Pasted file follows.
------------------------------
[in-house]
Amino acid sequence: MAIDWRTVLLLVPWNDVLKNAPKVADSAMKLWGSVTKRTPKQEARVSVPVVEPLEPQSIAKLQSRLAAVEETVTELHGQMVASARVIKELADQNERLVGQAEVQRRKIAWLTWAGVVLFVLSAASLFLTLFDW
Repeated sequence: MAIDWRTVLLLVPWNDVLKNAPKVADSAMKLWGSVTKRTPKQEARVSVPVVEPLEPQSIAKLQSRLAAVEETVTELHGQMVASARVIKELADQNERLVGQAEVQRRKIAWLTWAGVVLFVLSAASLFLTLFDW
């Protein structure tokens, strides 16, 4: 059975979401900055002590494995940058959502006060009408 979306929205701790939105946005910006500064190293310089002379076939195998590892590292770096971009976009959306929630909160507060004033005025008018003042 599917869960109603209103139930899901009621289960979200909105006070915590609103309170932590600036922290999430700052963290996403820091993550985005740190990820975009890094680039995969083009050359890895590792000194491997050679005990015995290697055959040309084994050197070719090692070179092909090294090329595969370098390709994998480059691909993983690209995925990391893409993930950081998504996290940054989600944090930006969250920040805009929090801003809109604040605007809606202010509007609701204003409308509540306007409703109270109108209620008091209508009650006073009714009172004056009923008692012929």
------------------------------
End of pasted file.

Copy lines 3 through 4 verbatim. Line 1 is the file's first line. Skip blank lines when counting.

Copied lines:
Repeated sequence: MAIDWRTVLLLVPWNDVLKNAPKVADSAMKLWGSVTKRTPKQEARVSVPVVEPLEPQSIAKLQSRLAAVEETVTELHGQMVASARVIKELADQNERLVGQAEVQRRKIAWLTWAGVVLFVLSAASLFLTLFDW
């Protein structure tokens, strides 16, 4: 059975979401900055002590494995940058959502006060009408 979306929205701790939105946005910006500064190293310089002379076939195998590892590292770096971009976009959306929630909160507060004033005025008018003042 599917869960109603209103139930899901009621289960979200909105006070915590609103309170932590600036922290999430700052963290996403820091993550985005740190990820975009890094680039995969083009050359890895590792000194491997050679005990015995290697055959040309084994050197070719090692070179092909090294090329595969370098390709994998480059691909993983690209995925990391893409993930950081998504996290940054989600944090930006969250920040805009929090801003809109604040605007809606202010509007609701204003409308509540306007409703109270109108209620008091209508009650006073009714009172004056009923008692012929």